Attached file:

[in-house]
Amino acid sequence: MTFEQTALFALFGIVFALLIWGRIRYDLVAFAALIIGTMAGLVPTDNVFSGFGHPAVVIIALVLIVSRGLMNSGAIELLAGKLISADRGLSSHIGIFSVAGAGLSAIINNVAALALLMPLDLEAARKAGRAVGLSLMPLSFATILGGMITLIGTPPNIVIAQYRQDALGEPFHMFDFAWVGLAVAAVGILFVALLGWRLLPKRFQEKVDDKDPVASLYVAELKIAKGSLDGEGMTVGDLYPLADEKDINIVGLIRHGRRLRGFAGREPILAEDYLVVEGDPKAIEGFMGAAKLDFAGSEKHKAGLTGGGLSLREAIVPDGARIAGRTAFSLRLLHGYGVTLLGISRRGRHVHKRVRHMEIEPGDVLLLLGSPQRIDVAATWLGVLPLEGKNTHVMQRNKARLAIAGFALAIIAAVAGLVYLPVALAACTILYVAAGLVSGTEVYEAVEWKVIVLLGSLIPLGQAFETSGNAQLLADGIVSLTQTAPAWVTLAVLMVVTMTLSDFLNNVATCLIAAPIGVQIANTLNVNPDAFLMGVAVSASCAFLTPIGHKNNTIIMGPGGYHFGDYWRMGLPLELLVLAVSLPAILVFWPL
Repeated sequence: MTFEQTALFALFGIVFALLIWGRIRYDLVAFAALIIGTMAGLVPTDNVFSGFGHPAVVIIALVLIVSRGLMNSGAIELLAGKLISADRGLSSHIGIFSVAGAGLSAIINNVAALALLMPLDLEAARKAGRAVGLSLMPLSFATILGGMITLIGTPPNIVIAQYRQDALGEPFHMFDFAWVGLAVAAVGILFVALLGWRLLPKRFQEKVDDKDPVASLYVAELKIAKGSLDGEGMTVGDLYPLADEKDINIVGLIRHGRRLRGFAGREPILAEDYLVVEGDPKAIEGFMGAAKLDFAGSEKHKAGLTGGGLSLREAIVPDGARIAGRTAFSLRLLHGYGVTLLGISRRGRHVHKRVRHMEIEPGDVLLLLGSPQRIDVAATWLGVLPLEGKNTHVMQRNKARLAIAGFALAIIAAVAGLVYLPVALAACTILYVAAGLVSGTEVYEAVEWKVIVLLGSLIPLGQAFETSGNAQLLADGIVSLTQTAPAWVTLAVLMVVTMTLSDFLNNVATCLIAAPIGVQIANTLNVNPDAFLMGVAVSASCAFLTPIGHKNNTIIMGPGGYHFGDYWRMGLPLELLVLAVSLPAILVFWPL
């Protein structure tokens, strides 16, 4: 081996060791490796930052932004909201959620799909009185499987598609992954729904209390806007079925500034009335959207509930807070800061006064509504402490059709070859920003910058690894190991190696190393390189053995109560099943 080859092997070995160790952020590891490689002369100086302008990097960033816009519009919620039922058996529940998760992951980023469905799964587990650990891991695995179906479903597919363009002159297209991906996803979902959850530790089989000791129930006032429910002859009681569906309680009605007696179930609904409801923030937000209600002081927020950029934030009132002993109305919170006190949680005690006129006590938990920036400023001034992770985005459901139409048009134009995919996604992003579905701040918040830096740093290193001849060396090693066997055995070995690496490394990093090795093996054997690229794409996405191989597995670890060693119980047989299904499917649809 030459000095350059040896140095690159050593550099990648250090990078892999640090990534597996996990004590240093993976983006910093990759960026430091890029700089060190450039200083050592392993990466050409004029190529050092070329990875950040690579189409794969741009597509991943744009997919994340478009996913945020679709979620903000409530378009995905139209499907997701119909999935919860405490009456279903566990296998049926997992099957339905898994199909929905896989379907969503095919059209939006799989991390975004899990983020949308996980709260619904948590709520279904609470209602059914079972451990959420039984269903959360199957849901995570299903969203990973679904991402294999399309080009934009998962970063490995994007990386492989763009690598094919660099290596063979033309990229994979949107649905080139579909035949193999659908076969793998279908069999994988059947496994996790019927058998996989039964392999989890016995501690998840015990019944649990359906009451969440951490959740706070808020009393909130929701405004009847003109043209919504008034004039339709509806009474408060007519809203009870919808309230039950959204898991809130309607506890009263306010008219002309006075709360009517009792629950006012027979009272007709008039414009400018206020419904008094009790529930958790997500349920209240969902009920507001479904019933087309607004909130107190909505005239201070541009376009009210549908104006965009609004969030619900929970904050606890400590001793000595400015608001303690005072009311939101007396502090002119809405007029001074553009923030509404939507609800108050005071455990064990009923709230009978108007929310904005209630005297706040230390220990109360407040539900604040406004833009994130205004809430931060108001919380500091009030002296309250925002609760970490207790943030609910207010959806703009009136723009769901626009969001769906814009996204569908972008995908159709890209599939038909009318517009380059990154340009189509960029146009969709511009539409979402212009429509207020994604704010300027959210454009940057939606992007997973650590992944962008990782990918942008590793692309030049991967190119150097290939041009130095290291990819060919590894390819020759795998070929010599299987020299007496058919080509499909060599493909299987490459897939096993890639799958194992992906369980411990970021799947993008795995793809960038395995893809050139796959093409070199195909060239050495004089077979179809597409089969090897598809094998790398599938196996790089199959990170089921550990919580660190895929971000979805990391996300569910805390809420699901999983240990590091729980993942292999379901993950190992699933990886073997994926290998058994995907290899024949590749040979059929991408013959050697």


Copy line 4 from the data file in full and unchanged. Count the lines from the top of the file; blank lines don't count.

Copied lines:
């Protein structure tokens, strides 16, 4: 081996060791490796930052932004909201959620799909009185499987598609992954729904209390806007079925500034009335959207509930807070800061006064509504402490059709070859920003910058690894190991190696190393390189053995109560099943 080859092997070995160790952020590891490689002369100086302008990097960033816009519009919620039922058996529940998760992951980023469905799964587990650990891991695995179906479903597919363009002159297209991906996803979902959850530790089989000791129930006032429910002859009681569906309680009605007696179930609904409801923030937000209600002081927020950029934030009132002993109305919170006190949680005690006129006590938990920036400023001034992770985005459901139409048009134009995919996604992003579905701040918040830096740093290193001849060396090693066997055995070995690496490394990093090795093996054997690229794409996405191989597995670890060693119980047989299904499917649809 030459000095350059040896140095690159050593550099990648250090990078892999640090990534597996996990004590240093993976983006910093990759960026430091890029700089060190450039200083050592392993990466050409004029190529050092070329990875950040690579189409794969741009597509991943744009997919994340478009996913945020679709979620903000409530378009995905139209499907997701119909999935919860405490009456279903566990296998049926997992099957339905898994199909929905896989379907969503095919059209939006799989991390975004899990983020949308996980709260619904948590709520279904609470209602059914079972451990959420039984269903959360199957849901995570299903969203990973679904991402294999399309080009934009998962970063490995994007990386492989763009690598094919660099290596063979033309990229994979949107649905080139579909035949193999659908076969793998279908069999994988059947496994996790019927058998996989039964392999989890016995501690998840015990019944649990359906009451969440951490959740706070808020009393909130929701405004009847003109043209919504008034004039339709509806009474408060007519809203009870919808309230039950959204898991809130309607506890009263306010008219002309006075709360009517009792629950006012027979009272007709008039414009400018206020419904008094009790529930958790997500349920209240969902009920507001479904019933087309607004909130107190909505005239201070541009376009009210549908104006965009609004969030619900929970904050606890400590001793000595400015608001303690005072009311939101007396502090002119809405007029001074553009923030509404939507609800108050005071455990064990009923709230009978108007929310904005209630005297706040230390220990109360407040539900604040406004833009994130205004809430931060108001919380500091009030002296309250925002609760970490207790943030609910207010959806703009009136723009769901626009969001769906814009996204569908972008995908159709890209599939038909009318517009380059990154340009189509960029146009969709511009539409979402212009429509207020994604704010300027959210454009940057939606992007997973650590992944962008990782990918942008590793692309030049991967190119150097290939041009130095290291990819060919590894390819020759795998070929010599299987020299007496058919080509499909060599493909299987490459897939096993890639799958194992992906369980411990970021799947993008795995793809960038395995893809050139796959093409070199195909060239050495004089077979179809597409089969090897598809094998790398599938196996790089199959990170089921550990919580660190895929971000979805990391996300569910805390809420699901999983240990590091729980993942292999379901993950190992699933990886073997994926290998058994995907290899024949590749040979059929991408013959050697």